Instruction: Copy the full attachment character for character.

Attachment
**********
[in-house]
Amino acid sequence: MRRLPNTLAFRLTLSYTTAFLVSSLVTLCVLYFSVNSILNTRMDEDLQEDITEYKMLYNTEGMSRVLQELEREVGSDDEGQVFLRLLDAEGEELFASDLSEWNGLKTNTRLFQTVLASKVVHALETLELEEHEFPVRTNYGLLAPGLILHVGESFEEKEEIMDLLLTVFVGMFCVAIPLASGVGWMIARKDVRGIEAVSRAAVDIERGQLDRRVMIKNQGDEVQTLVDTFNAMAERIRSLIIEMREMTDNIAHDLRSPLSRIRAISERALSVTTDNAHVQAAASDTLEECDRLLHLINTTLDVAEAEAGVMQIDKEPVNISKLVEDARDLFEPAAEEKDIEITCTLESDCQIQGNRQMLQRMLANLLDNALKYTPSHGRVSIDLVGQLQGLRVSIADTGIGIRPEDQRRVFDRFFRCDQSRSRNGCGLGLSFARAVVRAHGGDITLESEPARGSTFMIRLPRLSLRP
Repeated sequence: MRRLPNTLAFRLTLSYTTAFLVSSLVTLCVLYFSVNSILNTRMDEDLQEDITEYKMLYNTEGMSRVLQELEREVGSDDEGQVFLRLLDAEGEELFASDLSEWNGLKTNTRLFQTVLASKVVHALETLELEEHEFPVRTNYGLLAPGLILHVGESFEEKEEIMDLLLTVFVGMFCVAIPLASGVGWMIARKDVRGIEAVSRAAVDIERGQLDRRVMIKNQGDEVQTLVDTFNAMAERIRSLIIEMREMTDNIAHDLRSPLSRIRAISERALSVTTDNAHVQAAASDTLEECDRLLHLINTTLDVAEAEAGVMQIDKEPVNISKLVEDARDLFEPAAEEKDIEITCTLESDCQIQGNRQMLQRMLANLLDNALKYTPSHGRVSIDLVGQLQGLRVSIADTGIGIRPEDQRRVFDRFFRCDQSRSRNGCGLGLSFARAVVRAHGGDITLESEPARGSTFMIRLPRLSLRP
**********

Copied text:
[in-house]
Amino acid sequence: MRRLPNTLAFRLTLSYTTAFLVSSLVTLCVLYFSVNSILNTRMDEDLQEDITEYKMLYNTEGMSRVLQELEREVGSDDEGQVFLRLLDAEGEELFASDLSEWNGLKTNTRLFQTVLASKVVHALETLELEEHEFPVRTNYGLLAPGLILHVGESFEEKEEIMDLLLTVFVGMFCVAIPLASGVGWMIARKDVRGIEAVSRAAVDIERGQLDRRVMIKNQGDEVQTLVDTFNAMAERIRSLIIEMREMTDNIAHDLRSPLSRIRAISERALSVTTDNAHVQAAASDTLEECDRLLHLINTTLDVAEAEAGVMQIDKEPVNISKLVEDARDLFEPAAEEKDIEITCTLESDCQIQGNRQMLQRMLANLLDNALKYTPSHGRVSIDLVGQLQGLRVSIADTGIGIRPEDQRRVFDRFFRCDQSRSRNGCGLGLSFARAVVRAHGGDITLESEPARGSTFMIRLPRLSLRP
Repeated sequence: MRRLPNTLAFRLTLSYTTAFLVSSLVTLCVLYFSVNSILNTRMDEDLQEDITEYKMLYNTEGMSRVLQELEREVGSDDEGQVFLRLLDAEGEELFASDLSEWNGLKTNTRLFQTVLASKVVHALETLELEEHEFPVRTNYGLLAPGLILHVGESFEEKEEIMDLLLTVFVGMFCVAIPLASGVGWMIARKDVRGIEAVSRAAVDIERGQLDRRVMIKNQGDEVQTLVDTFNAMAERIRSLIIEMREMTDNIAHDLRSPLSRIRAISERALSVTTDNAHVQAAASDTLEECDRLLHLINTTLDVAEAEAGVMQIDKEPVNISKLVEDARDLFEPAAEEKDIEITCTLESDCQIQGNRQMLQRMLANLLDNALKYTPSHGRVSIDLVGQLQGLRVSIADTGIGIRPEDQRRVFDRFFRCDQSRSRNGCGLGLSFARAVVRAHGGDITLESEPARGSTFMIRLPRLSLRP